It’s difficult to pinpoint any particular instance as the eureka moment as I consider the whole experience of this research as a eureka moment. From ideation of the project to taking stunning cryo-EM images to spending many sleepless nights writing up the manuscript was a great learning phase for me. Also, the experience of data processing with smart and wonderful people has been a fantastic journey. We are determined to continue on this journey to unravel more aspects of this deadly virus to help humanity.

What do you hope to do next?

Next, we are in the process of setting up collaborations to focus on deciphering the interaction of S-protein with different drug molecules, neutralizing antibodies, and synthesized peptides at physiological pH. Outcomes from these investigations could pave the path for the inception of new therapeutics against the fatal SARS-CoV2 virus.

Where do you seek scientific inspiration?

To quote Dr. A.P.J. Abdul Kalam, “Dream is not that which you see while sleeping, it is something that does not let you sleep.” The excitement of learning new things is what motivates me to get out of bed every morning. I seek scientific inspiration from all the women working in STEM (Science, technology, engineering, and mathematics), as they work hard to make the world a better space.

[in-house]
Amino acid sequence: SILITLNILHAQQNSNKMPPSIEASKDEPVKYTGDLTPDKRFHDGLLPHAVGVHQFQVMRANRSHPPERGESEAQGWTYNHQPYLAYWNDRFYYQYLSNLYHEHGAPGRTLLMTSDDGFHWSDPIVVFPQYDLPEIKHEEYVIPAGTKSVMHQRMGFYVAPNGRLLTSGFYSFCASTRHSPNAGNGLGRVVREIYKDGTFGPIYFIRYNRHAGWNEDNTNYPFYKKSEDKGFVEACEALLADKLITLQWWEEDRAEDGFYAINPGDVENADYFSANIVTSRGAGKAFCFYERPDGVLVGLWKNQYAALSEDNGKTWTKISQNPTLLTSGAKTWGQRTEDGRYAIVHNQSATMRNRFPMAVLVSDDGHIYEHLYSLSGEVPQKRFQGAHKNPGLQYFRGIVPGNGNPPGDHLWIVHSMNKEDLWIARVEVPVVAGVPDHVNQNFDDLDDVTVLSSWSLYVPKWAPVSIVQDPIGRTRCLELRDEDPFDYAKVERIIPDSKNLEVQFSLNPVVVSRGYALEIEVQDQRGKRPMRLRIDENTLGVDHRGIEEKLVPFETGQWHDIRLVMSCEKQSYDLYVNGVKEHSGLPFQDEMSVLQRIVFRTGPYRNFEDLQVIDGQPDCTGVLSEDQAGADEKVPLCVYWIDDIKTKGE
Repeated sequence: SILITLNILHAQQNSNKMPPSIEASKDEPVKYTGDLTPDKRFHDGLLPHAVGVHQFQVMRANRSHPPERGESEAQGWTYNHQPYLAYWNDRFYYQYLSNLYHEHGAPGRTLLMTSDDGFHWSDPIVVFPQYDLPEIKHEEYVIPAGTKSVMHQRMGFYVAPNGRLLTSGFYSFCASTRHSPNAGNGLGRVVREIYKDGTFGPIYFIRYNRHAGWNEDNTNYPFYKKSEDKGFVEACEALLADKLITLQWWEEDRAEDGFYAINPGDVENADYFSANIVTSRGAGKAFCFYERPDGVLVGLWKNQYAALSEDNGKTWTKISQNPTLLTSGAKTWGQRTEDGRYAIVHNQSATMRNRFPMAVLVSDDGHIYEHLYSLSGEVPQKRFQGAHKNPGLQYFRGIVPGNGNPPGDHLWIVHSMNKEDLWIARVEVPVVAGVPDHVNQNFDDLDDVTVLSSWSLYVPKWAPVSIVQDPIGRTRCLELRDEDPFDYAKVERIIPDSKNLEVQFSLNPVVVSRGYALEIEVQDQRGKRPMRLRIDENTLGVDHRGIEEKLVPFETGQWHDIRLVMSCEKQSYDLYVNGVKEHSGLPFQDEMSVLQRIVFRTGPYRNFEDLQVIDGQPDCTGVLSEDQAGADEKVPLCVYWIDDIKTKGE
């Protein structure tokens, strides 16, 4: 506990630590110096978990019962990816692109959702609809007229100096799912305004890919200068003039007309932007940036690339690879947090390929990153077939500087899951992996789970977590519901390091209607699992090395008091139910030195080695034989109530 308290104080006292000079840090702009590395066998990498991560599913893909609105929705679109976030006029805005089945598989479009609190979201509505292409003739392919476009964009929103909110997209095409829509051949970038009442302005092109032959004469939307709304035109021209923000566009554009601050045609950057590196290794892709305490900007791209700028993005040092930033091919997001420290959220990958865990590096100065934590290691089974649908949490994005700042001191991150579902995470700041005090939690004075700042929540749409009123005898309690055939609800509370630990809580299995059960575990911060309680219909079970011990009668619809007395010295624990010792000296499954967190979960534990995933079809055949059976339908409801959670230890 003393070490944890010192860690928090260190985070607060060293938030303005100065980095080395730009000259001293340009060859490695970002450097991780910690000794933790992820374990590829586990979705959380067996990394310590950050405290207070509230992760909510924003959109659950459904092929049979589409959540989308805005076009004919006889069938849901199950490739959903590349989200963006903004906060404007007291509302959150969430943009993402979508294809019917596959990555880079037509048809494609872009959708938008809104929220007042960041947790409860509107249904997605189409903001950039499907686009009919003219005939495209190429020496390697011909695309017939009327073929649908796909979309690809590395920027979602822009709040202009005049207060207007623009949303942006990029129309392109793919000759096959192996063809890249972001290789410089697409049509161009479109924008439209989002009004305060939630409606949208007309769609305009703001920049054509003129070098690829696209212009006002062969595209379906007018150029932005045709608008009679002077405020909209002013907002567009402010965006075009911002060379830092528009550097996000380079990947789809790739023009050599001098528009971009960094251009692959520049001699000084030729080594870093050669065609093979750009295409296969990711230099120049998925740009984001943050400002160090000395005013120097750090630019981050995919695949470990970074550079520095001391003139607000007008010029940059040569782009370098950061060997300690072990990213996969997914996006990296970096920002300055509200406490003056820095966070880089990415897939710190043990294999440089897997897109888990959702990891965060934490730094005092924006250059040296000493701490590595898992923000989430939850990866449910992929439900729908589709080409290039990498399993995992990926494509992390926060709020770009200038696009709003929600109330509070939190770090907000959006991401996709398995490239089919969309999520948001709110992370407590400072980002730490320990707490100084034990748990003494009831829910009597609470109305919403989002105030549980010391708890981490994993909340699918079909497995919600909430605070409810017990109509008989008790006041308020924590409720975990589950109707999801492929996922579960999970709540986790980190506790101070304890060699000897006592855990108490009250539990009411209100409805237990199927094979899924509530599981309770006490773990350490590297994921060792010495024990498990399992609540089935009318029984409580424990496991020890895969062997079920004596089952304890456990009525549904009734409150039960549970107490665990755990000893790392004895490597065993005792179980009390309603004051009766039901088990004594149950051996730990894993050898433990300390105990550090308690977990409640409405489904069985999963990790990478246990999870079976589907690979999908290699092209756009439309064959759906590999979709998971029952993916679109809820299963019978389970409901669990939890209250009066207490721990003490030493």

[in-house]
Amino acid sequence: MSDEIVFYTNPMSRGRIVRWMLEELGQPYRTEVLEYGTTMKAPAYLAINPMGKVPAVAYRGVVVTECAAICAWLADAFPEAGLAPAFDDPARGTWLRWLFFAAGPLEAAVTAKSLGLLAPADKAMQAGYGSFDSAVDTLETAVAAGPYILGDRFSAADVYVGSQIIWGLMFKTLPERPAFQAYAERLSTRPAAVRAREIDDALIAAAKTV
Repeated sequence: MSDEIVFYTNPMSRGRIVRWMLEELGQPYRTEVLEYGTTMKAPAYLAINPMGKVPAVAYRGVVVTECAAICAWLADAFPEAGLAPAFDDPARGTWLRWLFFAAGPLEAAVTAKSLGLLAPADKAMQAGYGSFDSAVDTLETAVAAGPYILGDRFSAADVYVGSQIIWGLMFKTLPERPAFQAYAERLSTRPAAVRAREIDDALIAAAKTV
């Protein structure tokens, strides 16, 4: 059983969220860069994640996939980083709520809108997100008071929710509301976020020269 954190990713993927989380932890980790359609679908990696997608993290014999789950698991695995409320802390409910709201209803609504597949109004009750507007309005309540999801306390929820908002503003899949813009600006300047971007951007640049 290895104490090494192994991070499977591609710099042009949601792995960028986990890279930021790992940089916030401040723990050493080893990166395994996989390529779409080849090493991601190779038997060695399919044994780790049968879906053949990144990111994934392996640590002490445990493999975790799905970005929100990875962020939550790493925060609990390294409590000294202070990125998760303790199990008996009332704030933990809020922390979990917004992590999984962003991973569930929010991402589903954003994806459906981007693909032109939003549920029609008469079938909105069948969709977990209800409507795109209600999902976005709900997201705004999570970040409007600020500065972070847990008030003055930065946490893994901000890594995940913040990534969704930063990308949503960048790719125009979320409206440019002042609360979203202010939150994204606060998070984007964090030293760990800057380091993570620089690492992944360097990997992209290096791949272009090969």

How do you intend to help Indian science improve?

Right now, it is too early for me in my career to answer this question. However, with my work and determination, I am hoping to inspire the future generation, particularly women, to take STEM as a career and work towards the welfare of society.


Ishika Pramanick, Nayanika Sengupta, Suman Mishra, Suman Pandey, Nidhi Girish, Alakta Das, Somnath Dutta. Conformational flexibility and structural variability of SARS-CoV2 S protein. Structure. 2021. PMID: 33932324, PMCID: PMC8086150, DOI: 10.1016/j.str.2021.04.006

Edited by: Sukanya Madhwal